At the risk of derailing a useful discussion: Mrsizer, disagreeing is something different from missing, though I suppose you may be right that a crayon sketch of prices and behavior will pop to life someday. Also, the idea that solar and wind advocates don’t think about storage is bullshit, and it suggests that you don’t read them very much, or are not arguing in good faith. Which was my original point, lots of people snipe in bad faith, more often from the dark brown than the deep green side.

On point, it occurs to me that this would read better with a few words about infrastructure investment, rather than subsidies and price setting alone.

11

engels 04.12.08 at 8:11 pm

When beef goes up to $100/lb, more people will be vegetarians (without mandates from the government to upgrade to “higher efficiency” food) and we can grow a LOT more vegetables with the same resources used to grow beef.

I’m probably missing something, but then why is this not thought to contribute to a decline in the standard of living? (I don’t want to eat vegetables!)

More generally, the picture is that as resource scarcity starts to bite output of information-intensive products will continue to rise rapidly even as output of resource-intensive products declines more moderately. Consumers will substitute information-intensive products for resource-intensive ones, eg. instead of taking their SUVs to the National Park they will stay at home playing Nintendo. But without any considering the role that is played by each of these classes of goods in contributing to our well-being is there any reason to think that they are actually becoming better off as this happens. Mightn’t they be getting worse-off?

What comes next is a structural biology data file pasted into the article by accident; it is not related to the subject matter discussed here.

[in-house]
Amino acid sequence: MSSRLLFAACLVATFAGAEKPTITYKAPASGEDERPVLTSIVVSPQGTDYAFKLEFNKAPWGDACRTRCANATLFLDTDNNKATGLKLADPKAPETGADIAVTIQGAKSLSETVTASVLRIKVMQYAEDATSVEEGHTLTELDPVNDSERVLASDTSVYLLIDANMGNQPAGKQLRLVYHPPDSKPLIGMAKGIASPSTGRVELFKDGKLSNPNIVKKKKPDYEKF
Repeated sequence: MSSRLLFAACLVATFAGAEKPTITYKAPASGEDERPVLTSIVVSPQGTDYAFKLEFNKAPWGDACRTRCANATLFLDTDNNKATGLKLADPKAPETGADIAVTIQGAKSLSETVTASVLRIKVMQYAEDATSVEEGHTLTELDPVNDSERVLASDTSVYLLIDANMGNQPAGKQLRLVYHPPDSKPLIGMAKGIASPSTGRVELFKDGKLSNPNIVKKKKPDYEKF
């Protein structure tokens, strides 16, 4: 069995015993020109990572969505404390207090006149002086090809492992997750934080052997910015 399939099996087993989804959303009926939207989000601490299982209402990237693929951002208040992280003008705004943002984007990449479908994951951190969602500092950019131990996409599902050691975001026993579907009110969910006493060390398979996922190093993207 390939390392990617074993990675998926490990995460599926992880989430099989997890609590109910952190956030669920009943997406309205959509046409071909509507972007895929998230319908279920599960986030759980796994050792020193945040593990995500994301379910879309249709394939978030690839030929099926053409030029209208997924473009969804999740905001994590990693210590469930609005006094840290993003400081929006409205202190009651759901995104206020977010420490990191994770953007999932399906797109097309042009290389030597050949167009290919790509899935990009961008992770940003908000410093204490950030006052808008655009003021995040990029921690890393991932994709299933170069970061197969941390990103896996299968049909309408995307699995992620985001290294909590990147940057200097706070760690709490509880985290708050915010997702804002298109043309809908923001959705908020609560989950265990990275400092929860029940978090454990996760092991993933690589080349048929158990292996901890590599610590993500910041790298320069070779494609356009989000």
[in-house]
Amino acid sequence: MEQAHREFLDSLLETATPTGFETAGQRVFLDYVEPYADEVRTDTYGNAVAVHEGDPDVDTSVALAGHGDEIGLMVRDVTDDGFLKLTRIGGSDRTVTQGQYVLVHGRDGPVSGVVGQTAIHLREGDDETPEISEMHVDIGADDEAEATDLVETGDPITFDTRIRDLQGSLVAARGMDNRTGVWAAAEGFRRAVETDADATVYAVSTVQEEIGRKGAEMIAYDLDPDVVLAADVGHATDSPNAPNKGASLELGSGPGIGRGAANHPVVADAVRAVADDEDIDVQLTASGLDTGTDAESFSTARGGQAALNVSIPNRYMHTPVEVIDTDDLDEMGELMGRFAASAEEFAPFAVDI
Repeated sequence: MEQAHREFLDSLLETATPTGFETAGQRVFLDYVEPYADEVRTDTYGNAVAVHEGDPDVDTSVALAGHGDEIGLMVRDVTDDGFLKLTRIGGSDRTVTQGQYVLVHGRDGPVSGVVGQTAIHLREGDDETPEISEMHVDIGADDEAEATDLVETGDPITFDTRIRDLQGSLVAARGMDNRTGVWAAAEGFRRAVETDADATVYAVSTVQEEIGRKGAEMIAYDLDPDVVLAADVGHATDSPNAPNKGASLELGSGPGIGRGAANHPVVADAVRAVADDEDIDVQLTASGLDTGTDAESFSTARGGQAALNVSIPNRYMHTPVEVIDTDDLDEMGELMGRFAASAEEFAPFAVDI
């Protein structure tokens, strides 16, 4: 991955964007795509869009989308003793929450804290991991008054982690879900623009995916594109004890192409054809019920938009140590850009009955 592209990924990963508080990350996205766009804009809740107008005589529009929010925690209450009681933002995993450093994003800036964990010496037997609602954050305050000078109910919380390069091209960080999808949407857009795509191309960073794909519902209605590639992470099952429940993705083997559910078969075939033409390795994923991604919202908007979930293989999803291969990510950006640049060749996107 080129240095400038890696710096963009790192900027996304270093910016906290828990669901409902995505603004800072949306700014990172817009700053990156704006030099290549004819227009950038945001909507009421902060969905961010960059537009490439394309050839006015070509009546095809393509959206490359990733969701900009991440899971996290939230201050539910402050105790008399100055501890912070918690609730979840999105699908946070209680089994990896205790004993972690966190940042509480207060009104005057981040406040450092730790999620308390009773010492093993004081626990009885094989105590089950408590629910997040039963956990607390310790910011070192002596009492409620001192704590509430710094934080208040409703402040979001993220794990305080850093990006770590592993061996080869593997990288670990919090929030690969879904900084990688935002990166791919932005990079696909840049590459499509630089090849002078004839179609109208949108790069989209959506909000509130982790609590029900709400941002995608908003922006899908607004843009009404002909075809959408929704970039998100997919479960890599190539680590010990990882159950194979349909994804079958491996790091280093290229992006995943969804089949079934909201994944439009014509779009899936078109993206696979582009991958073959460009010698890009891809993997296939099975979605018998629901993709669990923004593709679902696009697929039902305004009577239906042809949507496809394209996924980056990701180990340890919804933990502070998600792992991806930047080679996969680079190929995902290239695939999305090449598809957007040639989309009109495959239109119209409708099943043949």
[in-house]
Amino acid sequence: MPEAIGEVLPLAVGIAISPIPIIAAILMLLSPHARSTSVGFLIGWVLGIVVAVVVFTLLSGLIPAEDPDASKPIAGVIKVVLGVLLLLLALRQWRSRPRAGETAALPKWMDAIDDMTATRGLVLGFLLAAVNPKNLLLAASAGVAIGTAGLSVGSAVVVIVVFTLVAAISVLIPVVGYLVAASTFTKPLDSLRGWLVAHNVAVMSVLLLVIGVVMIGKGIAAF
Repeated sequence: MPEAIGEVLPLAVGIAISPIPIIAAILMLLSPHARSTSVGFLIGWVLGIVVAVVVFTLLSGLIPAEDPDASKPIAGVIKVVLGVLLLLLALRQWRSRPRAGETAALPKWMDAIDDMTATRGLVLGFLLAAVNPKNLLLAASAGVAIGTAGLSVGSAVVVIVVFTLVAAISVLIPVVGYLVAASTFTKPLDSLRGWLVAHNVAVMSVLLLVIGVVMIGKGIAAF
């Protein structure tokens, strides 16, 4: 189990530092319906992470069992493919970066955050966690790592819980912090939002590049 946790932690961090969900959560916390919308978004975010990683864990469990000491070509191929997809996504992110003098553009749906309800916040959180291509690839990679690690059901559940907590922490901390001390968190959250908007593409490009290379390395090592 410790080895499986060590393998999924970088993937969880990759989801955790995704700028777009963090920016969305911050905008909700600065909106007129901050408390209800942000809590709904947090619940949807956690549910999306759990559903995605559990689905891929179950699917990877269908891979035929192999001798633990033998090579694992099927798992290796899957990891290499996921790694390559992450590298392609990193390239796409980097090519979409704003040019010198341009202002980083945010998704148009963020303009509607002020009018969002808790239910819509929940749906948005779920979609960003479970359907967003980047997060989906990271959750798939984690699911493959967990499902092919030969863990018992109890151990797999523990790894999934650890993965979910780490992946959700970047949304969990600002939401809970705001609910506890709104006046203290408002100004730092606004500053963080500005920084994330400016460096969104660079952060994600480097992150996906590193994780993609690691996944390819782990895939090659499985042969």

Like I said, I’m probably missing something…

12

Markup 04.12.08 at 8:15 pm

Overall, I’d say that you still believe the government can be helpful rather than make the problem worse. Theoretically, that’s true. History does not offer many encouraging examples…

Of course ‘market based’ solutions have their dark side(s) as well, which quite often prove to be much darker, and quite often result in the G-men (tax dollar) throwing beaucoup dollars in the cesspools which are left behind. One of which we are enjoying the aroma of now is the mortg/credit pit where much “innovation” went in to creating a product that had a real negative value, added no tangible product or benefit long term. Generally speaking vested economic interests have vision that seems to stop regularly somewhere near the ends of there nose(s). Granted, some of those do grow to excruciating lengths…